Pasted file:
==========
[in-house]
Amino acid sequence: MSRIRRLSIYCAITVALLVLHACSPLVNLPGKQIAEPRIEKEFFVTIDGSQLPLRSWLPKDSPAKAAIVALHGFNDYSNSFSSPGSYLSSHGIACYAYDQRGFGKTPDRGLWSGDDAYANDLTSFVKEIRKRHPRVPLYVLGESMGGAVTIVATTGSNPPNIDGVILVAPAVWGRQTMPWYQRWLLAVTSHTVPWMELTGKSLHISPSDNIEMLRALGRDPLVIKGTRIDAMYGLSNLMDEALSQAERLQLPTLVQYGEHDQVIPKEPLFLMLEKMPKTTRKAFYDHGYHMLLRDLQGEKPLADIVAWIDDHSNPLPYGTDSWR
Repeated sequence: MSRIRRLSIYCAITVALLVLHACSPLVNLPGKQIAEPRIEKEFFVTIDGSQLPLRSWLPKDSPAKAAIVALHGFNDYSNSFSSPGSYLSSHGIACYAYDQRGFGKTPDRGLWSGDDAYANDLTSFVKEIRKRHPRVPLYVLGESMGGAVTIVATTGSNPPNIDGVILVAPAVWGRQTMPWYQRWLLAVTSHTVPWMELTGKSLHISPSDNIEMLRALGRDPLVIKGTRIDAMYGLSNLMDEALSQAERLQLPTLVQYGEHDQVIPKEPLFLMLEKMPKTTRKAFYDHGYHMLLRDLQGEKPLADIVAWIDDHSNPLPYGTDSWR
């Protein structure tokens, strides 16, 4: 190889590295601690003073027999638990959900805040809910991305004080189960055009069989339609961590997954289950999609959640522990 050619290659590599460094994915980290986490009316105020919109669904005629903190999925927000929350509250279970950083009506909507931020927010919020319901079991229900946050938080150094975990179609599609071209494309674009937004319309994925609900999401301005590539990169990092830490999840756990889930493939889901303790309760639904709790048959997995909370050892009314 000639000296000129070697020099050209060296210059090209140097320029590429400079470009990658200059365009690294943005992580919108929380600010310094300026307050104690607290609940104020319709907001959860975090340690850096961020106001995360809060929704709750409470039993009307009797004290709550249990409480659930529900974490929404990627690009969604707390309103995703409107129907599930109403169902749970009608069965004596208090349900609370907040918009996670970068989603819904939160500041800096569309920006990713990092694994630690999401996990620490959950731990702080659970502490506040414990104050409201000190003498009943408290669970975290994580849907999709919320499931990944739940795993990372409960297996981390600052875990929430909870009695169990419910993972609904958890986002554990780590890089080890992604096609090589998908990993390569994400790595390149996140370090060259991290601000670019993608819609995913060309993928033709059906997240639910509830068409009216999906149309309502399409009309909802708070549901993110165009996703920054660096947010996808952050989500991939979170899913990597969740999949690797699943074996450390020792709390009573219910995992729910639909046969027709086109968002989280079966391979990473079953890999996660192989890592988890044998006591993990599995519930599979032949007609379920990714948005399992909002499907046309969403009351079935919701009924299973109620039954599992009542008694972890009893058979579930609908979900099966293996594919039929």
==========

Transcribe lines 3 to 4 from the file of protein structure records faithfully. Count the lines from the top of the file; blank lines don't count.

Repeated sequence: MSRIRRLSIYCAITVALLVLHACSPLVNLPGKQIAEPRIEKEFFVTIDGSQLPLRSWLPKDSPAKAAIVALHGFNDYSNSFSSPGSYLSSHGIACYAYDQRGFGKTPDRGLWSGDDAYANDLTSFVKEIRKRHPRVPLYVLGESMGGAVTIVATTGSNPPNIDGVILVAPAVWGRQTMPWYQRWLLAVTSHTVPWMELTGKSLHISPSDNIEMLRALGRDPLVIKGTRIDAMYGLSNLMDEALSQAERLQLPTLVQYGEHDQVIPKEPLFLMLEKMPKTTRKAFYDHGYHMLLRDLQGEKPLADIVAWIDDHSNPLPYGTDSWR
């Protein structure tokens, strides 16, 4: 190889590295601690003073027999638990959900805040809910991305004080189960055009069989339609961590997954289950999609959640522990 050619290659590599460094994915980290986490009316105020919109669904005629903190999925927000929350509250279970950083009506909507931020927010919020319901079991229900946050938080150094975990179609599609071209494309674009937004319309994925609900999401301005590539990169990092830490999840756990889930493939889901303790309760639904709790048959997995909370050892009314 000639000296000129070697020099050209060296210059090209140097320029590429400079470009990658200059365009690294943005992580919108929380600010310094300026307050104690607290609940104020319709907001959860975090340690850096961020106001995360809060929704709750409470039993009307009797004290709550249990409480659930529900974490929404990627690009969604707390309103995703409107129907599930109403169902749970009608069965004596208090349900609370907040918009996670970068989603819904939160500041800096569309920006990713990092694994630690999401996990620490959950731990702080659970502490506040414990104050409201000190003498009943408290669970975290994580849907999709919320499931990944739940795993990372409960297996981390600052875990929430909870009695169990419910993972609904958890986002554990780590890089080890992604096609090589998908990993390569994400790595390149996140370090060259991290601000670019993608819609995913060309993928033709059906997240639910509830068409009216999906149309309502399409009309909802708070549901993110165009996703920054660096947010996808952050989500991939979170899913990597969740999949690797699943074996450390020792709390009573219910995992729910639909046969027709086109968002989280079966391979990473079953890999996660192989890592988890044998006591993990599995519930599979032949007609379920990714948005399992909002499907046309969403009351079935919701009924299973109620039954599992009542008694972890009893058979579930609908979900099966293996594919039929």